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String interners in Rust

cad97 profile image Christopher Durham Updated on ・9 min read

This is basically a direct followup to Amos/fasterthanlime's blog post Small strings in Rust. If you haven't read that, I'd highly suggest reading it first: it covers the techniques that I've stolen used here, which I won't go over in much detail.

Amos covers two Rust crates that offer the "small string" optimization: small strings (of less than around 22 bytes) can be stored inline rather than on the heap, like the standard String type. If you have a large number of small strings, this can greatly reduce allocation pressure.

Rather than small string optimization, though, for certain use cases an interner is useful. An interner associates a "symbol" with each unique string that you want to manage. You can then very cheaply copy the symbol around and compare symbols, as they're just a single integer (typically 32 bits). If you need the actual contents of the string again (such as for display), you just ask the interner to translate back from your symbol to a string.

I took a look at a few of the top interning crates for Rust (there are quite a few!) as ranked by lib.rs and compared them to see what their allocation behavior was. The testing harness is basically a direct copy of the one Amos used for small strings.

Specifically, I've tested

  • string-interner version 0.7.1*
  • lasso version 0.2.2*
  • lalrpop-intern version 0.15.1
  • intaglio version 1.1.0
  • strena commit 1ddbf48b9f639ffbb4c89b0d51cb005fc0e3a4f7

* These crates have later versions published after this article -- see the postscript for updates.

I couldn't get the ASCII plot to reproduce properly here, so instead you get some xkcd-style plots. All measurements were done on a Windows machine.

Measurement code is available on GitHub.

std::string::String

As a baseline, here's the process with just the standard String type. We just create a list of owned strings for each of the strings on a word list of 7776 words.

    fn std_collect_words(&self) {
        crate::ALLOCATOR.set_active(true);
        let mut words: Vec<String> = Vec::with_capacity(WORDS.len());
        crate::ALLOCATOR.mark_point();
        for &word in WORDS {
            words.push(word.into());
            crate::ALLOCATOR.mark_point();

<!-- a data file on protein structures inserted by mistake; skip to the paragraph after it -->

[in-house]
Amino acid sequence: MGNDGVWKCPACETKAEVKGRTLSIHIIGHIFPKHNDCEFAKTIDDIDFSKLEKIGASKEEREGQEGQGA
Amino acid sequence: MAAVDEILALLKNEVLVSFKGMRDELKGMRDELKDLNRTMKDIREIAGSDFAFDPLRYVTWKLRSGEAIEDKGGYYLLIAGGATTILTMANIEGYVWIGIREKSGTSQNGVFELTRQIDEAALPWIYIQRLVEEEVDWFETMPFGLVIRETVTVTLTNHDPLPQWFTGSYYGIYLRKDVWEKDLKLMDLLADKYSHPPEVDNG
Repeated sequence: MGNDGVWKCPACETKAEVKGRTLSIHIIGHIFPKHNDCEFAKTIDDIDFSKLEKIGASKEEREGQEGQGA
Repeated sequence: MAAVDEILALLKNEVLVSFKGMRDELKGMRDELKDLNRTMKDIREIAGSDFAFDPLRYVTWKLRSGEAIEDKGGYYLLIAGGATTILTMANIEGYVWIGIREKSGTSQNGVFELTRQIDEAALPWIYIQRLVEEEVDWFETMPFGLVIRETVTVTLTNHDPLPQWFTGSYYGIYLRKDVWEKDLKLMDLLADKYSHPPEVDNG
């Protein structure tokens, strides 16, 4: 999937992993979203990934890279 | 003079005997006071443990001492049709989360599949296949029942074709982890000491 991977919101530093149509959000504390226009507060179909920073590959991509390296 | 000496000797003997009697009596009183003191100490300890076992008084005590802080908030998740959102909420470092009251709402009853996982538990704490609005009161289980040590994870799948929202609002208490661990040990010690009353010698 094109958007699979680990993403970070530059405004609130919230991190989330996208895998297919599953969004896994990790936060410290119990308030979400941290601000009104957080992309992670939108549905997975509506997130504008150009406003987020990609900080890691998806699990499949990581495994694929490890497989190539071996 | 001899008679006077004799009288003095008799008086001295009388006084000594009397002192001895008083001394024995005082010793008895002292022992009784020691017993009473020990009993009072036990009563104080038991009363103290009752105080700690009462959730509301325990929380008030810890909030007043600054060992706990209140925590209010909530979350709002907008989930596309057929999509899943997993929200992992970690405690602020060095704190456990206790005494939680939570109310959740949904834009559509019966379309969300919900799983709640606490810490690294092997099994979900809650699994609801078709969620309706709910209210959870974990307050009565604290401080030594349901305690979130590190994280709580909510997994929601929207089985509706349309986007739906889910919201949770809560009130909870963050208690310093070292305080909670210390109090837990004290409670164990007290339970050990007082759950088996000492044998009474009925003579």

}
        crate::ALLOCATOR.set_active(false);
    }

String allocation graph

 total events | 7777
  peak bytes  | 241.0 KB
 ----------------------------
 alloc events | 7777
 alloc bytes  | 241.0 KB
 ----------------------------
 freed events | 0
 freed bytes  | 0 B

I see a ~190 KB allocation for the words vector, and then a small allocation for each string after.

string-interner

A data structure to cache strings efficiently, with minimal memory footprint and the ability to assicate the interned strings with unique symbols. These symbols allow for constant time comparisons and look-ups to the underlying interned string contents. Also, iterating through the interned strings is cache efficient.

Note the changing y axis.

    fn interner_collect_words(&self) {
        crate::ALLOCATOR.set_active(true);
        let mut words = string_interner::DefaultStringInterner::with_capacity(WORDS.len());
        crate::ALLOCATOR.mark_point();
        for &word in WORDS {
            words.get_or_intern(word);
            crate::ALLOCATOR.mark_point();
        }
        crate::ALLOCATOR.set_active(false);
    }

string-interner allocation graph

 total events | 7778
  peak bytes  | 588.4 KB
 ----------------------------
 alloc events | 7778
 alloc bytes  | 588.4 KB
 ----------------------------
 freed events | 0
 freed bytes  | 0 B

I see a ~540 KB allocation in two chunks for the interner, and then a small allocation for each string after.

lasso

A multithreaded and single threaded string interner that allows strings to be cached with a minimal memory footprint, associating them with a unique key that can be used to retrieve them at any time. A Rodeo allows O(1) internment and resolution and can be turned into a RodeoReader to allow for contention-free resolutions with both key to str and str to key operations. It can also be turned into a RodeoResolver with only key to str operations for the lowest possible memory usage.

Lasso is the only library in this set that has special support for interning from multiple threads. All other libraries always require exclusive access to intern new symbols. We measure the single-thread interner here to be more fair.

    fn lasso_collect_words(&self) {
        crate::ALLOCATOR.set_active(true);